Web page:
Wednesday, March 18, 2015

Problems anyone?

We live in a world of plenty. We are spoilt for choices and one can find at least one alternative which fits their need perfectly. And even then, stress is rampant, stress about whether the choice you made was right, stress about lifestyle, our relationships, good schools for our children, bigger cars, larger houses, getting good house-help, about taking that annual vacation to an international destination, about that elusive club membership, about so and so who was in school / college with you earning more than you and going places and you not and the list just goes on. 

Most of us always move about with a cloud above our heads, worry lines etched large on our faces encouraging people to ask us if everything is ok and if they can do anything to help. Our answer to this is “It’s life. Will manage somehow.” And in this manner, we move through life, the years adding up as also the value of our so called sense of self worth and the amassment of possessions leading to even more stress and thus the cycle continues. Will we ever get out of this? Will we ever be able to be happy with such important decisions weighing on our minds? Nothing can ever reduce the criticality of these things in life. Or can it?

Cut to my daily commute to work in a Mumbai local train in the general 1st class coach. It had been crowded as usual and finally there was a mass exodus at both Bandra and Dadar stations leaving the coach relatively empty. At Bandra, this very old lady entered. She was very frail with wrinkled skin covered with the traditional tattoos usually seen on people in rural Maharashtra and dressed in a dark green saree and a checked pallu that had seen better days. She was hobbling along using a short length of bamboo and carrying a small jute bag in her other hand. She was peering out of rheumy eyes and begging from the gents in the compartment. Some of them were giving her coins and she was dropping them in the jute bag with a word of gratitude.

I have always had this soft corner for aged people and it always breaks my heart to see them tottering on a busy roadside, trying to get about alone with no one to help them along. I will never forget this one incident when I was returning back from Johannesburg to Mumbai after a office convention and we had a long stopover at Dubai airport before our flight back to Mumbai. We were whiling our time at one of the many food courts there and happened to notice this elderly Indian couple sitting a table not too far off. The old gentleman was slowly making his way to the counter at one of the food stalls. It was pretty evident that they were travelling alone and were also on a stopover just like us. While all of us felt a little sad at seeing them travelling alone, there was with us this soft-hearted friend of mine (who I had barely known then but is now one of my closest friends) who could just not bear it and actually walked over to them and started chatting with them. They turned out to be a gentle couple who were on their way to their son who was settled in the US or Canada. Their son would be waiting to receive them as soon as they disembarked after the long flight over the Atlantic. We all were very much relieved at what now promised to be a happy ending.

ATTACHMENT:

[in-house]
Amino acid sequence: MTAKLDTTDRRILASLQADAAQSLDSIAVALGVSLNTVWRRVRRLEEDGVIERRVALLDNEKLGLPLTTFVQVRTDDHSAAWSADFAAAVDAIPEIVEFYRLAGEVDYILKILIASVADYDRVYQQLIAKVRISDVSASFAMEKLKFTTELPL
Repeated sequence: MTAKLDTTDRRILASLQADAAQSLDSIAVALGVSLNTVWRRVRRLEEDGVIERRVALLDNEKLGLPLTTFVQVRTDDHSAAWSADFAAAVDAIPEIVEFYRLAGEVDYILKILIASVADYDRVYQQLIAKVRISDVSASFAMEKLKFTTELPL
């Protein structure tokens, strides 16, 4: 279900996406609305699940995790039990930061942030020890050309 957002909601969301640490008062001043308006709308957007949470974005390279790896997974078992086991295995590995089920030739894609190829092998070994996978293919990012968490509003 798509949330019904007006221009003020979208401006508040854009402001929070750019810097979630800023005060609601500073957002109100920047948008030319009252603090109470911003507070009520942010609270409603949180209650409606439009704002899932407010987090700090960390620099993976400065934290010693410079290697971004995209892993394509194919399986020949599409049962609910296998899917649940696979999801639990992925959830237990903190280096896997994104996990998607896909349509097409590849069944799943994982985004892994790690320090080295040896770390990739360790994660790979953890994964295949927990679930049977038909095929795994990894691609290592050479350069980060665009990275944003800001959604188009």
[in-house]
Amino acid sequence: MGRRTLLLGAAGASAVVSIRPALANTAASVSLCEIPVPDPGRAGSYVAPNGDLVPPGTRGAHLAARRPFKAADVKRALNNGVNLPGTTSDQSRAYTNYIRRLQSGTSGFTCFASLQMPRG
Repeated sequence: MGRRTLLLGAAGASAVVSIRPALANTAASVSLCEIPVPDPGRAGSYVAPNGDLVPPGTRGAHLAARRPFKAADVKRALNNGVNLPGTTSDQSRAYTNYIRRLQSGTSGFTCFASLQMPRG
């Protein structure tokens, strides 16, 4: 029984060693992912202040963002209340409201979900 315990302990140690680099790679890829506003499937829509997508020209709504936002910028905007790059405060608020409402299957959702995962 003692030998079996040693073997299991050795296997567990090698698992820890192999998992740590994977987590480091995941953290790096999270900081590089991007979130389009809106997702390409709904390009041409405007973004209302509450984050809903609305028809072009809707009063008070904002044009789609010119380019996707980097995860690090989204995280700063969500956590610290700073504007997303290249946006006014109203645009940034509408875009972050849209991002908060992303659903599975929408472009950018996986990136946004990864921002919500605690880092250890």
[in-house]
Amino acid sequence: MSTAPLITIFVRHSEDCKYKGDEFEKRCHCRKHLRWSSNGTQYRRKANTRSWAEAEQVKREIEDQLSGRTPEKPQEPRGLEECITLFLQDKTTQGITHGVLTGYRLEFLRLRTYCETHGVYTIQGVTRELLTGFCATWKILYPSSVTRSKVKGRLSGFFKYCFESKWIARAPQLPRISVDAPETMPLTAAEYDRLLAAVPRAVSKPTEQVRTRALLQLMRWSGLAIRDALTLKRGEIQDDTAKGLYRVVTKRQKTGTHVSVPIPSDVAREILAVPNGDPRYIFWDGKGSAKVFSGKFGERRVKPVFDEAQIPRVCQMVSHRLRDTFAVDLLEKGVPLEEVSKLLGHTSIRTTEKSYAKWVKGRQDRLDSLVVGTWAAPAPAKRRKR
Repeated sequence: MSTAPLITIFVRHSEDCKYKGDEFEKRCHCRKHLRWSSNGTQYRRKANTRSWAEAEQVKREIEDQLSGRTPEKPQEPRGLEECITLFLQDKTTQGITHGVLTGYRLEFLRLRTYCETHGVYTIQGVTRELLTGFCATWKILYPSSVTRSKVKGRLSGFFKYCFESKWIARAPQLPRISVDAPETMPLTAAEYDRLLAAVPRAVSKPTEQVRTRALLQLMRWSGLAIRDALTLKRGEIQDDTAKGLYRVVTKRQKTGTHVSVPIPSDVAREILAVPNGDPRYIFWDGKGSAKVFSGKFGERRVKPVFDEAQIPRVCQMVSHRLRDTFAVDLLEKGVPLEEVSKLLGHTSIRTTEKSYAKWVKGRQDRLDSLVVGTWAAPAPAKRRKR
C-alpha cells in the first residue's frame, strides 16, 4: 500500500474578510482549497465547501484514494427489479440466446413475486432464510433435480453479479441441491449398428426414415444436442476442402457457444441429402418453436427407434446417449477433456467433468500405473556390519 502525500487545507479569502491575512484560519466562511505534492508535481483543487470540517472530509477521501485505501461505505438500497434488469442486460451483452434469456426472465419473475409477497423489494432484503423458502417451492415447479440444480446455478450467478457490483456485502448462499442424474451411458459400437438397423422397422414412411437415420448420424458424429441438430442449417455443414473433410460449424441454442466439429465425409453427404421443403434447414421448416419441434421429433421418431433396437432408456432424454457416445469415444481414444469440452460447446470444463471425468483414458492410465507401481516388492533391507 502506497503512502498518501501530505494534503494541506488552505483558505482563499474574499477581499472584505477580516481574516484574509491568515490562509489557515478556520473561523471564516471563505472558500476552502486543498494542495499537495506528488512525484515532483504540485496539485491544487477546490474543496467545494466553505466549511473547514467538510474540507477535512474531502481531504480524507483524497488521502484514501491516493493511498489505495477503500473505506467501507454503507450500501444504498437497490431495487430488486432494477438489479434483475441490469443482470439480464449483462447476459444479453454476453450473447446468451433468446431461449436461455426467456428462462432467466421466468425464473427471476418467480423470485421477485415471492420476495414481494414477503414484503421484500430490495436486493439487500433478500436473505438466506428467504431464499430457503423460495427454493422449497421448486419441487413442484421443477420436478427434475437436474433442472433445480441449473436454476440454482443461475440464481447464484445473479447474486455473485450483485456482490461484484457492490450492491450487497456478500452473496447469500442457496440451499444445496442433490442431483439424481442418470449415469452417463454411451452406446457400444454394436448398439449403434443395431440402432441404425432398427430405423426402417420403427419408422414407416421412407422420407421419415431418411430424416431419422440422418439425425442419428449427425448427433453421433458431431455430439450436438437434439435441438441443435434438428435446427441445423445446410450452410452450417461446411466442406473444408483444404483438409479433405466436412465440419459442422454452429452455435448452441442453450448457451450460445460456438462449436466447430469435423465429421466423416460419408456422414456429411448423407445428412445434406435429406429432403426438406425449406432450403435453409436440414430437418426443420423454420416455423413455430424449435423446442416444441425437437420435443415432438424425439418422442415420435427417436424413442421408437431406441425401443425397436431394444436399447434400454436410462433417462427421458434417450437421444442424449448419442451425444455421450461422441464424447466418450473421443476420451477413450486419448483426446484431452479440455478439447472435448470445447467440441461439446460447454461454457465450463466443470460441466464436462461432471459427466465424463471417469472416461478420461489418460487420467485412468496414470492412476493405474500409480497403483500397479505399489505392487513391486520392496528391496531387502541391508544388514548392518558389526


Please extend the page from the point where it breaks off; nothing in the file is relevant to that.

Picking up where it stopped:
Coming back to the Mumbai local train and this other old lady, she made her way through the compartment collecting a small number of coins before she reached my side of the coach. By now, we were approaching Lower Parel where I would be getting off. To say my heart was at this moment breaking into a million pieces would still be an understatement. I could not stop myself giving some money to the lady but I did not feel any satisfaction from the act, I just felt broken. So she managed to collect a small sum of money here, mine included. But what help would that be even in the short term? The city we live is not kind to homeless, poor people and even less to those who have the added “stigma” of being elderly. What kind of a life must this old lady living on a day to day basis? Even the basic necessities that we all take for granted so easily are nowhere in sight for people like her. Getting through each day without mishap must be such a struggle. Thinking about the sheer misery that these people face makes our so called problems of plenty pale in significance and seem extremely trivial, materialistic and a sham.

It was with such dismal thoughts crowding my mind and a heart heavy with the sense of helplessness that I got off the train at Lower Parel that day. What can I do to make a difference with not just the sole intent of bringing peace to my own guilty heart of being able to lead a charmed life when there were so many human beings who can’t even live like humans? What can anybody do? Even now, I can still see that old, withered face, murmuring her gratitude and blessings, the eyes mirroring their acceptance and resignation to her state and even then a sense of calm reflecting on it. What can I do? 

1 comment:

Sibesh Sen said...

If people just started feeling the way you do, doing just the way you did in your little way, surely some larger doors would open up for the old and lonely.